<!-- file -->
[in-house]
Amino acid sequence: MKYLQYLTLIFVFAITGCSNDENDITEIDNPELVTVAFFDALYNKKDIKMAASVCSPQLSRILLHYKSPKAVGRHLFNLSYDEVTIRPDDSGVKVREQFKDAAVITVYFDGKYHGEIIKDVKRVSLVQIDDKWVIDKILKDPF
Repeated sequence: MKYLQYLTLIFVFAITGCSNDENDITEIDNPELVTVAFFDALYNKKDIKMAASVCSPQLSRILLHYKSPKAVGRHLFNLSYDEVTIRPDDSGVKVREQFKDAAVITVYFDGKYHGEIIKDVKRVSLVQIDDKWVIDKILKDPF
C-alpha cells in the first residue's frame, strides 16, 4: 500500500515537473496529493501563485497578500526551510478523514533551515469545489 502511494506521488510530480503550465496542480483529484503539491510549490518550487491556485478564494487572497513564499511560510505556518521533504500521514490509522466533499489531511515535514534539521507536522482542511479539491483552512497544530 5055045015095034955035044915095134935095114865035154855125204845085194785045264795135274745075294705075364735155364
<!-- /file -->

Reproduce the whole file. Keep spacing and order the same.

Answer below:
[in-house]
Amino acid sequence: MKYLQYLTLIFVFAITGCSNDENDITEIDNPELVTVAFFDALYNKKDIKMAASVCSPQLSRILLHYKSPKAVGRHLFNLSYDEVTIRPDDSGVKVREQFKDAAVITVYFDGKYHGEIIKDVKRVSLVQIDDKWVIDKILKDPF
Repeated sequence: MKYLQYLTLIFVFAITGCSNDENDITEIDNPELVTVAFFDALYNKKDIKMAASVCSPQLSRILLHYKSPKAVGRHLFNLSYDEVTIRPDDSGVKVREQFKDAAVITVYFDGKYHGEIIKDVKRVSLVQIDDKWVIDKILKDPF
C-alpha cells in the first residue's frame, strides 16, 4: 500500500515537473496529493501563485497578500526551510478523514533551515469545489 502511494506521488510530480503550465496542480483529484503539491510549490518550487491556485478564494487572497513564499511560510505556518521533504500521514490509522466533499489531511515535514534539521507536522482542511479539491483552512497544530 5055045015095034955035044915095134935095114865035154855125204845085194785045264795135274745075294705075364735155364